Met musician, sworn to silence, tells how opera colours instrumental sound

The musicians of the Metropolitan Orchestra have agreed to observe radio and social media silence while their negotiators are hammering out a deal with a retreating Peter Gelb.

The self-restraint, admirable as it is, does not mean musicians can’t talk about their craft. Principal trombone Demian Austin reminisces in this fascinating video portrait how all of his instrumental teachers were conditioned by vocal sound.

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  • The study of brass playing as related to song was a central element of the teaching of Arnold Jacobs already by the 1950s. He was the tubist of the Chicago Symphony and one of the foremost brass pedagogues of the 20th century. Demian Austin’s comments are a reflection of how influential Jacob’s ideas are. There is a book about Jacob’s work by Brian Frederiksen entitled “Song and Wind.” See:

    http://www.amazon.com/Arnold-Jacobs-Song-Brian-Frederiksen/dp/0965248909

    Here is an excerpt from the book:

    “My approach to music is expressed as Song and Wind. This is very important to communicate a musical message to the audience.

    “This approach is one of simplicity as the structure and function of the human being is very complex, but we function in a simple manner. When we bring it to the art form it becomes very simple.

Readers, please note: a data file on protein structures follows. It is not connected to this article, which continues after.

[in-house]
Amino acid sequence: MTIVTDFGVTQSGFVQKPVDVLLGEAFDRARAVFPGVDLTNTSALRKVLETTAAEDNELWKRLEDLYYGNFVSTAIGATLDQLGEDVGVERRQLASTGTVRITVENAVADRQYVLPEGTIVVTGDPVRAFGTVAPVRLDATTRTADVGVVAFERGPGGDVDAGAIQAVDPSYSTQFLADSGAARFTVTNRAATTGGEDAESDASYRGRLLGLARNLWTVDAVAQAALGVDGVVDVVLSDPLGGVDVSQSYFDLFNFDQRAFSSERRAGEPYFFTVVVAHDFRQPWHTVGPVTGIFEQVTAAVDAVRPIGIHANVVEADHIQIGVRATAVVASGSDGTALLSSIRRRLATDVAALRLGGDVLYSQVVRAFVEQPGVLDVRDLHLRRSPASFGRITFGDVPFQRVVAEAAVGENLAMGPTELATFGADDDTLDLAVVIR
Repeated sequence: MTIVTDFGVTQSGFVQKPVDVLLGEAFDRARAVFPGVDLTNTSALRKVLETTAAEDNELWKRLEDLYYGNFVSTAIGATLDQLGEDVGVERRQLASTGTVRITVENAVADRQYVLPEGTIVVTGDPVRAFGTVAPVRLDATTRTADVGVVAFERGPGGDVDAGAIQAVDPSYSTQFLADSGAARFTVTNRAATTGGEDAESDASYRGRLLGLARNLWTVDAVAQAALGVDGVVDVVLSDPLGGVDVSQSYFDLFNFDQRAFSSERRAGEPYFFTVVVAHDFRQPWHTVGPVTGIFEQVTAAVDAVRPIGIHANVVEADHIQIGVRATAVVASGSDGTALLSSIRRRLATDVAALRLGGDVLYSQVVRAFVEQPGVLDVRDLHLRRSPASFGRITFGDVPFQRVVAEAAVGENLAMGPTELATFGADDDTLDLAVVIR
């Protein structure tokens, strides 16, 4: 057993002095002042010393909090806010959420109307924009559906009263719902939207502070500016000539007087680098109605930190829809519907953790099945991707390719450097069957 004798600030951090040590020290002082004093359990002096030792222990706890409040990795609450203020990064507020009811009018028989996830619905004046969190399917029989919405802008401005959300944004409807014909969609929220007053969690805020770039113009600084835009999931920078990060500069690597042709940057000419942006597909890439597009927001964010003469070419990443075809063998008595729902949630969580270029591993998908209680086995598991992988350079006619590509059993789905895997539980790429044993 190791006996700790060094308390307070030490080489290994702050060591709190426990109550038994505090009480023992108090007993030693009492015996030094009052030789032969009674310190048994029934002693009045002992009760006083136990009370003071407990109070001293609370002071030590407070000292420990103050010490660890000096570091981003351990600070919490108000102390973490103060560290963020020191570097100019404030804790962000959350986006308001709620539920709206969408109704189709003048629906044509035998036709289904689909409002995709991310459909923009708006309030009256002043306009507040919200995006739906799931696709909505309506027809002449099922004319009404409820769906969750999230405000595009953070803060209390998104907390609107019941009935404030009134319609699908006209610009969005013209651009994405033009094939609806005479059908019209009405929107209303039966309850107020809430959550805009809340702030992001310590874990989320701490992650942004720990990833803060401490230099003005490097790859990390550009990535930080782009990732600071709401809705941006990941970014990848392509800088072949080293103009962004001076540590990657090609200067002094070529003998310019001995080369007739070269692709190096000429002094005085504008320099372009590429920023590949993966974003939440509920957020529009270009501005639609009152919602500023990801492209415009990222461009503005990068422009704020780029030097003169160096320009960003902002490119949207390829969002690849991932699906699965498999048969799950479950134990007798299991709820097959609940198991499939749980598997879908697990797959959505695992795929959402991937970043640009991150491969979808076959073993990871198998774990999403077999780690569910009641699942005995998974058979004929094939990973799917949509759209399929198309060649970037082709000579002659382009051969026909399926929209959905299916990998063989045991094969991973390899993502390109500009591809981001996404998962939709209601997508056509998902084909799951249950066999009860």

“Song, to me, involves about 85 percent of the intellectual concentration of playing an instrument, based on what you want the audience to hear.”

    (And of course, the hidden message in the video is to let us know about how hard the Met’s musicians works…)

  • Mr. Lebrecht,
    I appreciated your coverage of the Met Opera Orchestra during its difficult negotiations. And I appreciate your link to my video of the Met’s co-principal trombonist, Demian Austin. It was such an honor working with him and the other members of the orchestra on these videos. Not only are they world-class musicians, they are also talented negotiators, marketers, web designers, writers, photographers and supportive colleagues. Bravo to the Met Orchestra musicians and all their fellow artists and craftspeople at the Met Opera.

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